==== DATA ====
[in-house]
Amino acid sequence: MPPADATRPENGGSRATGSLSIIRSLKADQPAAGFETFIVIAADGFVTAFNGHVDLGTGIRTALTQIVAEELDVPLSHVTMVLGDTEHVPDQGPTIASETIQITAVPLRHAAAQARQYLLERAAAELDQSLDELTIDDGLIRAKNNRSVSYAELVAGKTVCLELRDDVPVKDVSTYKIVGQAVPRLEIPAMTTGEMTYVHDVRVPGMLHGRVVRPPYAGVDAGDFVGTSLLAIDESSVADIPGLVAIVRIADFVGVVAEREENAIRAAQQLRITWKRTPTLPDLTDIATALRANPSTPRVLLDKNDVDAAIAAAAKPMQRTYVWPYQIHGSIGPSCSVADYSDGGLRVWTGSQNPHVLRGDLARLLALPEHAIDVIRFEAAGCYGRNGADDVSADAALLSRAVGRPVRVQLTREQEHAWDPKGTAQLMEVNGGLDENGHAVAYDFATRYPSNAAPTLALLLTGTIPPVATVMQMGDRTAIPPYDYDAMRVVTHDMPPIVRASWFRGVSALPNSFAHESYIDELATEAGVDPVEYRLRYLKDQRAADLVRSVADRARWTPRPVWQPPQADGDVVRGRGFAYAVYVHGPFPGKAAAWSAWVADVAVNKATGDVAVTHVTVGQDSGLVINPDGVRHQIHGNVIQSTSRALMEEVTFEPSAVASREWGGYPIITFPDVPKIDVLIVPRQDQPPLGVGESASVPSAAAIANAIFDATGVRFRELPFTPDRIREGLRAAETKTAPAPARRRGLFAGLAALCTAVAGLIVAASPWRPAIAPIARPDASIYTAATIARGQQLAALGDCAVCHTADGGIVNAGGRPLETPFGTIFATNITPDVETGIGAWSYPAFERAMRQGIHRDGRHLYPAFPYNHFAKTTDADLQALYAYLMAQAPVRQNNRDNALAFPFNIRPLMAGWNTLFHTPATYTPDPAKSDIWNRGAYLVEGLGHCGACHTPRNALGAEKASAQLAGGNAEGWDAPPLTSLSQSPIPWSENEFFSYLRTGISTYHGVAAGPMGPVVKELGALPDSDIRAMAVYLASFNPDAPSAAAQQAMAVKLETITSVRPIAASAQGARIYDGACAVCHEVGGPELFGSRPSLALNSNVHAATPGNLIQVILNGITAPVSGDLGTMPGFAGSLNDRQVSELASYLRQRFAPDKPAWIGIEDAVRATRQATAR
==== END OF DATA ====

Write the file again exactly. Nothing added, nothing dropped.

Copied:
[in-house]
Amino acid sequence: MPPADATRPENGGSRATGSLSIIRSLKADQPAAGFETFIVIAADGFVTAFNGHVDLGTGIRTALTQIVAEELDVPLSHVTMVLGDTEHVPDQGPTIASETIQITAVPLRHAAAQARQYLLERAAAELDQSLDELTIDDGLIRAKNNRSVSYAELVAGKTVCLELRDDVPVKDVSTYKIVGQAVPRLEIPAMTTGEMTYVHDVRVPGMLHGRVVRPPYAGVDAGDFVGTSLLAIDESSVADIPGLVAIVRIADFVGVVAEREENAIRAAQQLRITWKRTPTLPDLTDIATALRANPSTPRVLLDKNDVDAAIAAAAKPMQRTYVWPYQIHGSIGPSCSVADYSDGGLRVWTGSQNPHVLRGDLARLLALPEHAIDVIRFEAAGCYGRNGADDVSADAALLSRAVGRPVRVQLTREQEHAWDPKGTAQLMEVNGGLDENGHAVAYDFATRYPSNAAPTLALLLTGTIPPVATVMQMGDRTAIPPYDYDAMRVVTHDMPPIVRASWFRGVSALPNSFAHESYIDELATEAGVDPVEYRLRYLKDQRAADLVRSVADRARWTPRPVWQPPQADGDVVRGRGFAYAVYVHGPFPGKAAAWSAWVADVAVNKATGDVAVTHVTVGQDSGLVINPDGVRHQIHGNVIQSTSRALMEEVTFEPSAVASREWGGYPIITFPDVPKIDVLIVPRQDQPPLGVGESASVPSAAAIANAIFDATGVRFRELPFTPDRIREGLRAAETKTAPAPARRRGLFAGLAALCTAVAGLIVAASPWRPAIAPIARPDASIYTAATIARGQQLAALGDCAVCHTADGGIVNAGGRPLETPFGTIFATNITPDVETGIGAWSYPAFERAMRQGIHRDGRHLYPAFPYNHFAKTTDADLQALYAYLMAQAPVRQNNRDNALAFPFNIRPLMAGWNTLFHTPATYTPDPAKSDIWNRGAYLVEGLGHCGACHTPRNALGAEKASAQLAGGNAEGWDAPPLTSLSQSPIPWSENEFFSYLRTGISTYHGVAAGPMGPVVKELGALPDSDIRAMAVYLASFNPDAPSAAAQQAMAVKLETITSVRPIAASAQGARIYDGACAVCHEVGGPELFGSRPSLALNSNVHAATPGNLIQVILNGITAPVSGDLGTMPGFAGSLNDRQVSELASYLRQRFAPDKPAWIGIEDAVRATRQATAR